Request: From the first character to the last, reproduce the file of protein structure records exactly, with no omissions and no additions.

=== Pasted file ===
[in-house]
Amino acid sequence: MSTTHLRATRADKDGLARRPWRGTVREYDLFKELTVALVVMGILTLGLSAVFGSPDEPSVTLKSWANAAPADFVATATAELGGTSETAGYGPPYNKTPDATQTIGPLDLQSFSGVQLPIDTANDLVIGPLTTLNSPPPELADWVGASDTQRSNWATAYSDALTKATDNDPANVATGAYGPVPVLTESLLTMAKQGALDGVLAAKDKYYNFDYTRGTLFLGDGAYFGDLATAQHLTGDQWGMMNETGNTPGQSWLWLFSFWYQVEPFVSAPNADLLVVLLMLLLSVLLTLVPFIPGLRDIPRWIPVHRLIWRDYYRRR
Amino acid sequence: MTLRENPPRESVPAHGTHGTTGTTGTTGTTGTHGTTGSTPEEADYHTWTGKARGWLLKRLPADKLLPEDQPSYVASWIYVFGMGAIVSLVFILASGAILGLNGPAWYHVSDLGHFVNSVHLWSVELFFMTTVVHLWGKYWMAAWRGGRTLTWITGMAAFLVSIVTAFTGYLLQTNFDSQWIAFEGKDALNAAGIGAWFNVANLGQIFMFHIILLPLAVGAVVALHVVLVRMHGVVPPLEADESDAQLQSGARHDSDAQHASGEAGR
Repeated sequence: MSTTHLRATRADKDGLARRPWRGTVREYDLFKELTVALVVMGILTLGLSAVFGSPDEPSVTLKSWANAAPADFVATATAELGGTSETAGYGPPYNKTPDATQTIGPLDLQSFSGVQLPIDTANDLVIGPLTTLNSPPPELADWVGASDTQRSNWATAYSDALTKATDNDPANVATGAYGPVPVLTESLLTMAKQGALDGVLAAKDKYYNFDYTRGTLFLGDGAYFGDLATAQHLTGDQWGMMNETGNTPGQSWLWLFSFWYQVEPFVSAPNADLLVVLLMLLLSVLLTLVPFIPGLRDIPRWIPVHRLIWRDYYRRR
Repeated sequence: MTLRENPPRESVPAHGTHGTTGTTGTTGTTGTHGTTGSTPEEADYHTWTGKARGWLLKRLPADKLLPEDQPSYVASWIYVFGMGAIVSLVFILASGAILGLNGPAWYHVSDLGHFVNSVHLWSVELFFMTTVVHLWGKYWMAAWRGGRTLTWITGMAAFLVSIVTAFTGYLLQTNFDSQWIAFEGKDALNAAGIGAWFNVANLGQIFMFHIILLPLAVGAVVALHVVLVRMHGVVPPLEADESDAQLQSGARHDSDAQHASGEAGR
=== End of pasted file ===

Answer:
[in-house]
Amino acid sequence: MSTTHLRATRADKDGLARRPWRGTVREYDLFKELTVALVVMGILTLGLSAVFGSPDEPSVTLKSWANAAPADFVATATAELGGTSETAGYGPPYNKTPDATQTIGPLDLQSFSGVQLPIDTANDLVIGPLTTLNSPPPELADWVGASDTQRSNWATAYSDALTKATDNDPANVATGAYGPVPVLTESLLTMAKQGALDGVLAAKDKYYNFDYTRGTLFLGDGAYFGDLATAQHLTGDQWGMMNETGNTPGQSWLWLFSFWYQVEPFVSAPNADLLVVLLMLLLSVLLTLVPFIPGLRDIPRWIPVHRLIWRDYYRRR
Amino acid sequence: MTLRENPPRESVPAHGTHGTTGTTGTTGTTGTHGTTGSTPEEADYHTWTGKARGWLLKRLPADKLLPEDQPSYVASWIYVFGMGAIVSLVFILASGAILGLNGPAWYHVSDLGHFVNSVHLWSVELFFMTTVVHLWGKYWMAAWRGGRTLTWITGMAAFLVSIVTAFTGYLLQTNFDSQWIAFEGKDALNAAGIGAWFNVANLGQIFMFHIILLPLAVGAVVALHVVLVRMHGVVPPLEADESDAQLQSGARHDSDAQHASGEAGR
Repeated sequence: MSTTHLRATRADKDGLARRPWRGTVREYDLFKELTVALVVMGILTLGLSAVFGSPDEPSVTLKSWANAAPADFVATATAELGGTSETAGYGPPYNKTPDATQTIGPLDLQSFSGVQLPIDTANDLVIGPLTTLNSPPPELADWVGASDTQRSNWATAYSDALTKATDNDPANVATGAYGPVPVLTESLLTMAKQGALDGVLAAKDKYYNFDYTRGTLFLGDGAYFGDLATAQHLTGDQWGMMNETGNTPGQSWLWLFSFWYQVEPFVSAPNADLLVVLLMLLLSVLLTLVPFIPGLRDIPRWIPVHRLIWRDYYRRR
Repeated sequence: MTLRENPPRESVPAHGTHGTTGTTGTTGTTGTHGTTGSTPEEADYHTWTGKARGWLLKRLPADKLLPEDQPSYVASWIYVFGMGAIVSLVFILASGAILGLNGPAWYHVSDLGHFVNSVHLWSVELFFMTTVVHLWGKYWMAAWRGGRTLTWITGMAAFLVSIVTAFTGYLLQTNFDSQWIAFEGKDALNAAGIGAWFNVANLGQIFMFHIILLPLAVGAVVALHVVLVRMHGVVPPLEADESDAQLQSGARHDSDAQHASGEAGR